A deadline for warring factions in Sudan's Darfur region passed with last-minute attempts to reach a deal.
Negotiations in Abuja have gone right to the wire
Talks involving rebel factions and African mediators continued hours after a midnight (2300 GMT) deadline, which has already been extended twice.
However, the smallest rebel group said it would not sign the document.
The Justice and Equality Movement (JEM) want rebels to have the vice-president post and for Darfur to have a greater share of Sudan's wealth.
"We said that unless fundamental changes are made to this document, it's extremely difficult for us to sign it," Jem negotiator, Ahmed Tugod, told Reuters news agency.
It was not immediately clear what effect this would have on the negotiations, which international negotiators say represents the best opportunity for peace in Darfur.
US and UK envoys have been urging an agreement.
The UK's International Development Secretary, Hilary Benn, said he and US Deputy Secretary of State Robert Zoellick were working hard to broker a deal.
"We've listened carefully to the points, in particular, that have been put to us by the movements because, of course, currently they are saying they are not able to sign the agreement.
"But what we're stressing to everyone we're talking to is: this is the moment, this is the best opportunity and the people of Darfur need this agreement more than anyone else."
Nigerian President Olesegun Obasanjo and Republic of Congo President Denis Sassou Nguesso, the AU chairman, have been holding a series of last minute meetings to try to reach a deal.
But the BBC's Alex Last, who is at the talks in Abuja, says there has been no indication whether or not an agreement might be accepted.
Sudan's government has appeared willing to sign the peace plan, but rebels want more security and power-sharing concessions.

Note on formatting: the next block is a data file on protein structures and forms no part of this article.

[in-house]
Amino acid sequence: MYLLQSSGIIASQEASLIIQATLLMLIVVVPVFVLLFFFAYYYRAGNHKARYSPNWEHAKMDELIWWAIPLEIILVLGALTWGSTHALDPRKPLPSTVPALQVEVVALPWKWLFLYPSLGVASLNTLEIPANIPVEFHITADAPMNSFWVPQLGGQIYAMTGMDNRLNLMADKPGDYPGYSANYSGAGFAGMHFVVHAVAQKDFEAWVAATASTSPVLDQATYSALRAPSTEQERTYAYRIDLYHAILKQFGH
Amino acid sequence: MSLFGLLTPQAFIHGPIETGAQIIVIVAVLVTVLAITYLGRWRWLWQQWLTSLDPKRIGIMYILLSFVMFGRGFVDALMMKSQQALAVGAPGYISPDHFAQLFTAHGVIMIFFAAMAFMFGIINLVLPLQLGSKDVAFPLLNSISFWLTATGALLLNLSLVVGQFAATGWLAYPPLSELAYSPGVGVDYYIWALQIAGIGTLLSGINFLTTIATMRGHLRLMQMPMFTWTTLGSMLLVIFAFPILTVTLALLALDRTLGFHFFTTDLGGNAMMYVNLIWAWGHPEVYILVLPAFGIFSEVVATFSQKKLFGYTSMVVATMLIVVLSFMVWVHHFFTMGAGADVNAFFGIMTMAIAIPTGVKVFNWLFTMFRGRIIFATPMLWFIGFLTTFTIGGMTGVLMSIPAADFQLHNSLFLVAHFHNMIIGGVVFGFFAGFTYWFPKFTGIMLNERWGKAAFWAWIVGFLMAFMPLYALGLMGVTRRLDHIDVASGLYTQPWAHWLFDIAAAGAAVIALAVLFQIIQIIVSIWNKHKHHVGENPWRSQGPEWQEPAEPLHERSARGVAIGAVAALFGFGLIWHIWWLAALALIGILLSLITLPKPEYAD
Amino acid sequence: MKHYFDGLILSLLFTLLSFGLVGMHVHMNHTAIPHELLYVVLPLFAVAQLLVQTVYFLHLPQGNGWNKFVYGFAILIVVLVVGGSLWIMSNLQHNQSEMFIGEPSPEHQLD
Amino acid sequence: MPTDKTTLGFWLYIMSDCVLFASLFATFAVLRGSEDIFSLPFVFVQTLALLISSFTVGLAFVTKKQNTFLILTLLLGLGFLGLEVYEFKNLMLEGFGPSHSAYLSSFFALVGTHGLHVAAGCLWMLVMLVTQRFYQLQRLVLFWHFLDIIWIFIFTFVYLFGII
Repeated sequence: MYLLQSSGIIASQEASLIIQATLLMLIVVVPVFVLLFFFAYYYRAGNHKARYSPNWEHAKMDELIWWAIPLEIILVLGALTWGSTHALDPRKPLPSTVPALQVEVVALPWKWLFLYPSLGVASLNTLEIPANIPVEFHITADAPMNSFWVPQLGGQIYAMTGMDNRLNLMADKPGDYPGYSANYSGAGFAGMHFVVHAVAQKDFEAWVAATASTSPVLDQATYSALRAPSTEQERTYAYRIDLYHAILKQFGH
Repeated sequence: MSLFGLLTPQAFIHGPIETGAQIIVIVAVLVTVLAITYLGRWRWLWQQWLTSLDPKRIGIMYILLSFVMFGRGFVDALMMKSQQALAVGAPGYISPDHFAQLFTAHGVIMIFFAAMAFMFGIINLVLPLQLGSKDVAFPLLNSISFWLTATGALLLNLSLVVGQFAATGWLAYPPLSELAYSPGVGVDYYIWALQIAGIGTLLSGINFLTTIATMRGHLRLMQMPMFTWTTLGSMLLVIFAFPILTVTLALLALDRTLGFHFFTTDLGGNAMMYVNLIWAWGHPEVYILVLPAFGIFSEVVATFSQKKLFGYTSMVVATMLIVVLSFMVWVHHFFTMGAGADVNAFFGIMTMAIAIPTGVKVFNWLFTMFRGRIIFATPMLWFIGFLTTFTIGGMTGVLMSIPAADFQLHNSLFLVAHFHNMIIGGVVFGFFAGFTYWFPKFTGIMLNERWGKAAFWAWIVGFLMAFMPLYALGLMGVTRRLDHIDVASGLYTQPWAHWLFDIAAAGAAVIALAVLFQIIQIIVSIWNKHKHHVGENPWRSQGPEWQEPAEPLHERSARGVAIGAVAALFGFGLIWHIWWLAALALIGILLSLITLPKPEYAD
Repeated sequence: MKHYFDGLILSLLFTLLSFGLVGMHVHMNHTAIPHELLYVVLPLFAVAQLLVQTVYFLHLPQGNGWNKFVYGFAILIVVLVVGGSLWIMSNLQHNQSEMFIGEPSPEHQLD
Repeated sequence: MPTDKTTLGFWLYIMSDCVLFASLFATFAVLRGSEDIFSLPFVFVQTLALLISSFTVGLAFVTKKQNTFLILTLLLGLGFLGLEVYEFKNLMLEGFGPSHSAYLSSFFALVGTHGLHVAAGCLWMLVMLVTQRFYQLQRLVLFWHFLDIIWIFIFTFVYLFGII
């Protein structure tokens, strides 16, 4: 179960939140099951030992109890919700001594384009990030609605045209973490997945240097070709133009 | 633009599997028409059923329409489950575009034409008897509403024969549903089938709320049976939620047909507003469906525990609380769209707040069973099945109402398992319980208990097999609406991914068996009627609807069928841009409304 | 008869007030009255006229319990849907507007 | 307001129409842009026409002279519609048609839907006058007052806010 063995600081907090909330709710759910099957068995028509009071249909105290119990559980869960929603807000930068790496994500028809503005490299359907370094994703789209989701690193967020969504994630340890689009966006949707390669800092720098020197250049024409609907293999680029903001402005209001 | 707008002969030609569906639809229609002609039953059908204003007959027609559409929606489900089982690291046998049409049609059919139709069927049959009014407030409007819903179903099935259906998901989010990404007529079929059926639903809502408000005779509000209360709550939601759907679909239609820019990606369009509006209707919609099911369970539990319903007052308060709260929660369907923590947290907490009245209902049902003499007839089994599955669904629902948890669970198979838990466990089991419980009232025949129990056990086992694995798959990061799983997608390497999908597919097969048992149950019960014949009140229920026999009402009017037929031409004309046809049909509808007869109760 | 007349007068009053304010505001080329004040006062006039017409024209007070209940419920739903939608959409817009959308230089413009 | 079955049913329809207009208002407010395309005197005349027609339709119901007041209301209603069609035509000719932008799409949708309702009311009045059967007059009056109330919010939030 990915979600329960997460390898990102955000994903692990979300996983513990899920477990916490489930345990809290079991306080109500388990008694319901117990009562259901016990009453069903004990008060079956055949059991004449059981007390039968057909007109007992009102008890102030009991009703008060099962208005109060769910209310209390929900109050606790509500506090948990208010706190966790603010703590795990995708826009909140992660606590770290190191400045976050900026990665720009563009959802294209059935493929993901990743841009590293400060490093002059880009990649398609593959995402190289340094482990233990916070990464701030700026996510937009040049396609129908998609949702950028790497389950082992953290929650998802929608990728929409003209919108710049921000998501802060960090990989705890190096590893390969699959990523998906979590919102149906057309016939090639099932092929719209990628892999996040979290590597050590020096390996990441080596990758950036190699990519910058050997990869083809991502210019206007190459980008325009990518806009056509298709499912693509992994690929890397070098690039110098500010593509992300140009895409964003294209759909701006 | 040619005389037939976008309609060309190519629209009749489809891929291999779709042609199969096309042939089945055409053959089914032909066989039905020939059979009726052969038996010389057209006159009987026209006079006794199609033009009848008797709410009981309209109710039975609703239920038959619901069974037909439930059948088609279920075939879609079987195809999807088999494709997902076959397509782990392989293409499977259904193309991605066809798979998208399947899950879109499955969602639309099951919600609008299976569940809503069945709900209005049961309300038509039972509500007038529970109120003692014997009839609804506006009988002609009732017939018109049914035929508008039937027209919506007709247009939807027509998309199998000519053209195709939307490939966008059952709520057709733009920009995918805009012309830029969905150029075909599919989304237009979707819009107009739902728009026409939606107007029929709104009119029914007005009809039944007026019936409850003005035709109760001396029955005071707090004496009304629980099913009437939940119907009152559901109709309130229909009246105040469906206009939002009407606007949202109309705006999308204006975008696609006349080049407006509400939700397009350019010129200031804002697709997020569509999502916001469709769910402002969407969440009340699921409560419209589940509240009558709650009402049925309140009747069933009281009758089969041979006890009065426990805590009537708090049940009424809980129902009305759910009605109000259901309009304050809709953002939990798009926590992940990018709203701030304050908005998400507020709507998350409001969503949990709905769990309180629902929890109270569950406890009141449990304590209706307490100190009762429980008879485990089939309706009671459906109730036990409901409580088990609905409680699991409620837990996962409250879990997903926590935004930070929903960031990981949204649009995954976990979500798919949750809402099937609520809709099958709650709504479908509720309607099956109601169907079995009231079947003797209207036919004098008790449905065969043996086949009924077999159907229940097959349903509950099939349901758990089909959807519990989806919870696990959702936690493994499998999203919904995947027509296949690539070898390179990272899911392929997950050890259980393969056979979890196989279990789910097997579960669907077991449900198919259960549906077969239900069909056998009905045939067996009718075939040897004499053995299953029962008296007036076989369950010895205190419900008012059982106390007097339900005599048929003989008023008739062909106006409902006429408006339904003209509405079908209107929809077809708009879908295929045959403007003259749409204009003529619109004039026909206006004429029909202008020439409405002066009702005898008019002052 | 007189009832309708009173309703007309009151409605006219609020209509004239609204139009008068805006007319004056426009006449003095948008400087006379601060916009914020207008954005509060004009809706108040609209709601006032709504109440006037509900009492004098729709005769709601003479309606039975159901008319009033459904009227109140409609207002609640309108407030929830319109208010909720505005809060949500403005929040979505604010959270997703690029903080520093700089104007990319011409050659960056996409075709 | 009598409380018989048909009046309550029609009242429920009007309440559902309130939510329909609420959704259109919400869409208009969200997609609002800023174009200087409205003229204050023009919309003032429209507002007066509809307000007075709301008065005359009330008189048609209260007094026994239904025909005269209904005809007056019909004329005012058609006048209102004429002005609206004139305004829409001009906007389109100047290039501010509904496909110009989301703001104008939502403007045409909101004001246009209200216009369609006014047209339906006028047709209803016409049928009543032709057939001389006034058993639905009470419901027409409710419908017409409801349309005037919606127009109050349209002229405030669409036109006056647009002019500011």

Our correspondent says the rebel leaders face losing international support and sympathy.
If no agreement is signed the Sudanese government would be in a much stronger diplomatic position in relation to the Darfur conflict, and the wider region could be further destabilised, he adds.
DARFUR DRAFT PEACE PLAN
Pro-government Janjaweed militia to be disarmed
Rebel fighters to be incorporated into army
One-off transfer of $300m to Darfur
$200m a year for the region thereafter
Having already extended the deadline for an agreement, there appears little chance that the African Union is ready to stretch Thursday's deadline much further.
More than two million people have been displaced by the violence and some 200,000 people have died since the conflict began three years ago when black African rebels took up arms against Khartoum.
The Arab-dominated government responded with a scorched earth policy and pro-government Janjaweed militias have been accused of committing genocide in their crackdown on the rebels - a charge Khartoum denies.
Four parties are at the talks in Abuja: the Sudanese government, the pro-government Arab Janjaweed militias, and two rebel groups - the Sudanese Liberation Movement (SLM) and Jem.
Mediators hope that the proposed deal can be amended to increase the number of rebels integrated into the army, while dropping the provision that the Janjaweed disarm before the rebels.